Colonel Abrams as one of dance music’s most influential pioneers. House and dance music fans from around the globe joined in mourning one of its most notable legends who died last week.
Abrams was born in 1949 in Detroit, Mich., relocating to Manhattan at a young age with his family. Influenced by the Motown soul of his city of birth and the hard street rhythms and grit of New York, Abrams found a way to combine the two for his signature sound.
Alongside his brother Morris, Abrams formed the band Conservative Manor. He then fronted the 94 East band as its leader singer, which featured a young Prince on guitar ahead of his solo career fame. After 94 East dissolved, Abrams found footing as a club music staple in the ’80’s across New York and the United Kingdom. His first hit, “Music Is The Answer,” was released independently and helped Abrams get a deal with MCA.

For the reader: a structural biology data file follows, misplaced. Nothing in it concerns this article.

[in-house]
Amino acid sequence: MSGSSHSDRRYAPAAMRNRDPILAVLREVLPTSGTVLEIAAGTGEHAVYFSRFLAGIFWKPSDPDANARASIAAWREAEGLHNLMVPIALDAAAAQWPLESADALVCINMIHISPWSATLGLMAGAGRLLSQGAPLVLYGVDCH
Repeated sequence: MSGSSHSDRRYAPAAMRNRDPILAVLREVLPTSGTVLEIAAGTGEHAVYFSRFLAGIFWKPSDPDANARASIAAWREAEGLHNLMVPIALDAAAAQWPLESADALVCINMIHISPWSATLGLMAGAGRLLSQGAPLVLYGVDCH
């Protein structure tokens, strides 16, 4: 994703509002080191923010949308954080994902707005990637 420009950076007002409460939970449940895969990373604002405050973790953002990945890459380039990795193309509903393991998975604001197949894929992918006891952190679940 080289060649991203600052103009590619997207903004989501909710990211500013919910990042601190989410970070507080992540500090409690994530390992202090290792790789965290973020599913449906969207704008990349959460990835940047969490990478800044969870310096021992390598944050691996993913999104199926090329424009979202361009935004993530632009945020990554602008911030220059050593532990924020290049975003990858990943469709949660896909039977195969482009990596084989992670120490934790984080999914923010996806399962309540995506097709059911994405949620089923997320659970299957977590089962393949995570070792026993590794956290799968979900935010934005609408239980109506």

Abrams’ self-titled major label debut featured his biggest hit, “Trapped,” which went on to hit big across Europe and is still considered a dance music’s classic. Abrams continued a streak of mild but charting hits well into the late ’80’s and early ’90’s, and maintained a busy tour schedule.
The turn of the century wasn’t as kind to Abrams. It was revealed last year that Abrams was suffering from diabetes and living on the streets. Efforts were made to rally around the singer but Abrams died at the age of 67 on Nov. 24.
A woman who says she is Abrams’ daughter-in-law has launched a GoFundMe campaign to help support his funeral costs.